Editor’s Note: Areva Martin is a CNN legal analyst and a civil rights attorney. The opinions expressed in this commentary are solely her own. View more opinion on CNN.
As Americans digest the guilty verdicts in the case of the three men charged with murdering Ahmaud Arbery, we can look to the powerful video evidence and the stellar work of prosecutor Linda Dunikoski and her team in managing that evidence as significant factors in an outcome 180 degrees different from the verdict in George Zimmerman’s killing of Trayvon Martin.
The prosecution’s presentation of the evidence and surgically precise cross-examination of Travis McMichael, the shooter, on the stand, left in shreds the preposterous citizen’s arrest/self-defense contentions that were raised. The jury clearly saw these efforts as what they were: a desperate attempt at trial to paint the three defendants as sympathetic, as acting on the belief they were imbued with the authority, privilege and power of law enforcement.
Even if the jurors had bought into the citizen’s arrest narrative, Travis McMichael’s contradictory statements and testimony, along with the video evidence, demonstrated that he never had a fear of imminent harm and never even told Arbery he was holding him for the police. He never mentioned in his statements or otherwise demonstrated a true fear that Arbery would somehow use McMichael’s own weapons, his gun or his truck, to harm any of the three defendants.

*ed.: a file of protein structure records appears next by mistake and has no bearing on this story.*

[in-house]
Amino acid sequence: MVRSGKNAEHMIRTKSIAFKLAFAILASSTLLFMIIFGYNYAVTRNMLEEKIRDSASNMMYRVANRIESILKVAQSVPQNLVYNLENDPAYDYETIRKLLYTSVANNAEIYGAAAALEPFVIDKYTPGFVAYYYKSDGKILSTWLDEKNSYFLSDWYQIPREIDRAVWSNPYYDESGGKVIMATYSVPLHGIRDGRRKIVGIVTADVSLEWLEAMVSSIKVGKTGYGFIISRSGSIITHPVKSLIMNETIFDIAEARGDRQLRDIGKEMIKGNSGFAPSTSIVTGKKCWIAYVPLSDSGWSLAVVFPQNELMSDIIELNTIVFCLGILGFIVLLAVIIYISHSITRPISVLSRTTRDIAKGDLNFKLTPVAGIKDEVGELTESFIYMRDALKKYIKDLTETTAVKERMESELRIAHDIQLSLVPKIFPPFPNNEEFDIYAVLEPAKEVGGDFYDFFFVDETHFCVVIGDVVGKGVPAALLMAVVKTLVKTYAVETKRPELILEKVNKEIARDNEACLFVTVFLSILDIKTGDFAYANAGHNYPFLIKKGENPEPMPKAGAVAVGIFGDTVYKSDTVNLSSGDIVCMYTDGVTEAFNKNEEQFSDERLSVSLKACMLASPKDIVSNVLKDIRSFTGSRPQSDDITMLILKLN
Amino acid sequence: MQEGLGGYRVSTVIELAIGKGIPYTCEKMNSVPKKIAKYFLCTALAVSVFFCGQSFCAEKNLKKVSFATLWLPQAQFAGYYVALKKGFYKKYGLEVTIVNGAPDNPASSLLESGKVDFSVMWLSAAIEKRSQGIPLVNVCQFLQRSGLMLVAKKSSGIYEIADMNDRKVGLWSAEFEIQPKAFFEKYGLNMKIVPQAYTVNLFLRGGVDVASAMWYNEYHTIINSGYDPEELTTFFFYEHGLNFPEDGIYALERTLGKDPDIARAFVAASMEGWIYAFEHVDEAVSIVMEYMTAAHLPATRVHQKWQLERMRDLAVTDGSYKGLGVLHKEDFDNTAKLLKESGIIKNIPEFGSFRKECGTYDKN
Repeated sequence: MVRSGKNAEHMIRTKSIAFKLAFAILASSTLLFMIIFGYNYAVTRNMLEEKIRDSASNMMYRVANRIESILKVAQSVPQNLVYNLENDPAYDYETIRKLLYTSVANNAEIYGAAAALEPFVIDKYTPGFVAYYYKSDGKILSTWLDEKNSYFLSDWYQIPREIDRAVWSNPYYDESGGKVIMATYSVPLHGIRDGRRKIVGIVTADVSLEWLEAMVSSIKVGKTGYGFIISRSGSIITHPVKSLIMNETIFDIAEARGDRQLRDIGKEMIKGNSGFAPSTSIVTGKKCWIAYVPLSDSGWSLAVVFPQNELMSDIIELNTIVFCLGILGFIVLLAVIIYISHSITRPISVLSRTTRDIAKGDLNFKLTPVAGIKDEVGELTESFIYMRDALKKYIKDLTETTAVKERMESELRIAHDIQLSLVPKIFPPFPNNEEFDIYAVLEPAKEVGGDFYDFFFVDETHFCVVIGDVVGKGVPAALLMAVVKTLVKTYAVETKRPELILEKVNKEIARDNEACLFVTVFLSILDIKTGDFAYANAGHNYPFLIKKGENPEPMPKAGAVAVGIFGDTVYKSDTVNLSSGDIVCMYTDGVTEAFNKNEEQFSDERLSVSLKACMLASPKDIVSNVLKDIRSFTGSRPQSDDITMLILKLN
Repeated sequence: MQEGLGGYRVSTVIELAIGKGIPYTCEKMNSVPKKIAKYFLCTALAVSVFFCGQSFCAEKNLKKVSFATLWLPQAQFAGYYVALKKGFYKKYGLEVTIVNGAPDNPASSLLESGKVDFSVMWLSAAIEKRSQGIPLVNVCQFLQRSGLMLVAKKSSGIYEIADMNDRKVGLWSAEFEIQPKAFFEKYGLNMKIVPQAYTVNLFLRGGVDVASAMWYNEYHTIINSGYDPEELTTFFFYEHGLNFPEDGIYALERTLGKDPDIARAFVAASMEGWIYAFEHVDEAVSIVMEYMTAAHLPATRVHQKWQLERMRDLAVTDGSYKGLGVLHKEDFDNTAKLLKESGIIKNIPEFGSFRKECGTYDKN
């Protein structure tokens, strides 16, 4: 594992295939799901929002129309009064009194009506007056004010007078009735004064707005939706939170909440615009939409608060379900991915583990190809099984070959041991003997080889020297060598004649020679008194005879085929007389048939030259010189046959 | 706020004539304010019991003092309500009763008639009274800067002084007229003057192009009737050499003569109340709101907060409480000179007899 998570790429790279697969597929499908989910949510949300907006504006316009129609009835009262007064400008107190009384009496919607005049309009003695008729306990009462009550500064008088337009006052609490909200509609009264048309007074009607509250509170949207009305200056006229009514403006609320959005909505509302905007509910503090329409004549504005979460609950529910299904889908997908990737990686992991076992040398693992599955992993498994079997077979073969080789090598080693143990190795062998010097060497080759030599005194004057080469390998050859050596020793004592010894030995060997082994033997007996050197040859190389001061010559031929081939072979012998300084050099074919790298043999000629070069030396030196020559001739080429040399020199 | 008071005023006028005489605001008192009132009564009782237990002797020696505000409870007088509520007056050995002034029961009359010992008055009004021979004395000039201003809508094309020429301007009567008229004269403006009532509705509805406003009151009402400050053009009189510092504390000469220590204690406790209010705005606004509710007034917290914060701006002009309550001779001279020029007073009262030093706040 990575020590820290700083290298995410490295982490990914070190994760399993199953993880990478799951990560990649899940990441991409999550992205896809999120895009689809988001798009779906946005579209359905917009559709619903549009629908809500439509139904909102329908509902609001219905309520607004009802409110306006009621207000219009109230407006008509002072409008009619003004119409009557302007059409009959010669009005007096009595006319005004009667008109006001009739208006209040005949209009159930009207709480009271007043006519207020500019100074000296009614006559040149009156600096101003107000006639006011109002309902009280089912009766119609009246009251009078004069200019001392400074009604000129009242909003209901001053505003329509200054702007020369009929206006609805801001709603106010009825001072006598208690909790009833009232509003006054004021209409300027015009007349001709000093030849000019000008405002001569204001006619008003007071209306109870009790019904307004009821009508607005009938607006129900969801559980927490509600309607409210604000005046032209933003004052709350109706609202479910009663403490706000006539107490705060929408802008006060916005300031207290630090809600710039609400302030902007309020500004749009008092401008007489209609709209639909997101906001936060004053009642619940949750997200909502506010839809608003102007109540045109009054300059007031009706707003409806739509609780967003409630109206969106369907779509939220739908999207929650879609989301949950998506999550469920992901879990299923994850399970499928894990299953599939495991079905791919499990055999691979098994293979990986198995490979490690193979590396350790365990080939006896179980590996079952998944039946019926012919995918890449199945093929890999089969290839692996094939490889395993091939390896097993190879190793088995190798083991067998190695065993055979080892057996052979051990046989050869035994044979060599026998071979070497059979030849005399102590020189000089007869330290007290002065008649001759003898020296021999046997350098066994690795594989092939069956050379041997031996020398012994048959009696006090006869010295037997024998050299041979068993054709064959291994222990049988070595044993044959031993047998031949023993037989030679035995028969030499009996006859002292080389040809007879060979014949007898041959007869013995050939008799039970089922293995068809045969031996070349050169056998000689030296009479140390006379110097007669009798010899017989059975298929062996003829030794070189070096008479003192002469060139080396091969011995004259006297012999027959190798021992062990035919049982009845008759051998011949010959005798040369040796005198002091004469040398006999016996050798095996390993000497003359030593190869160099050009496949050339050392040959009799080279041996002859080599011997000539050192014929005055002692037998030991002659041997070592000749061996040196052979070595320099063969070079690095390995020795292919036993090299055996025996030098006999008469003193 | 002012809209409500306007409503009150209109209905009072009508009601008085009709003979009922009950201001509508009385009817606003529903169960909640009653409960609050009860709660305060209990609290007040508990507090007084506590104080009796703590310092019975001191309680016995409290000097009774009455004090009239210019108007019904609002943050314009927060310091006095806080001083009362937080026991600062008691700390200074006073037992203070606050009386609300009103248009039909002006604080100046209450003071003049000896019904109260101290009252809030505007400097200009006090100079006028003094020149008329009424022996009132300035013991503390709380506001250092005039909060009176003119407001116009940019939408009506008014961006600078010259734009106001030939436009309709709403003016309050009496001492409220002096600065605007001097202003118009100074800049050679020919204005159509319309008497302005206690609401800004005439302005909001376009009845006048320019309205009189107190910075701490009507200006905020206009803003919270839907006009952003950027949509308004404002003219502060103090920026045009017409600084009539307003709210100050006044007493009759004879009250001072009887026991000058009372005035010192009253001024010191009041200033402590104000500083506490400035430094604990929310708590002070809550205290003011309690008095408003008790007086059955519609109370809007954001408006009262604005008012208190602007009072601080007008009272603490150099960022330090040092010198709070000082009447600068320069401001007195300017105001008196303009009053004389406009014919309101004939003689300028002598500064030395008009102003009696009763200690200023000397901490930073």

Reasonable fear did not motivate this killing. The prosecution had only to mention the elder McMichael’s own words on the 911 call he made. What emergency did he cite? “There’s a Black male running down the street.” By playing those words, the prosecutor gave the jurors a clear picture of what was in the defendants’ minds.
It is White privilege on steroids that these three defendants thought they had a right to stop, detain and ultimately kill a man, when they could have taken many other actions along the way. They could have waited for the police to arrive or followed at a distance without confronting Arbery; instead, they hunted him down, blocked him in and brandished a shotgun.
The prosecutor painted a clear picture of it all, and the jurors saw it in the fullest detail. And in a historical moment in which 11 White jurors and a single Black juror – a cohort drawn from a county where nearly 27% of the population is Black – affirmed that Black lives matter, the verdicts hopefully send a message to would-be vigilantes and everyone else that you cannot usurp the authority of law enforcement and think you won’t be held accountable.
Historic as it may be, this verdict won’t transform our criminal justice system or our nation. The murder convictions of Travis and Gregory McMichael and William Bryan are the outcome of one case in one jurisdiction.
We should not fool ourselves that, overnight, our system has been altered or reformed. This case showed the system can work, not that it does work, because too often, it doesn’t.
Even as this jury rendered their just verdicts, this country is contending with the reality that the George Floyd Justice in Policing Act was blocked by the Senate, that restrictive voting laws have been and are being enacted across the country and gerrymandered maps are stripping voters of their power. We are reminded, daily, that the fight for justice never ends.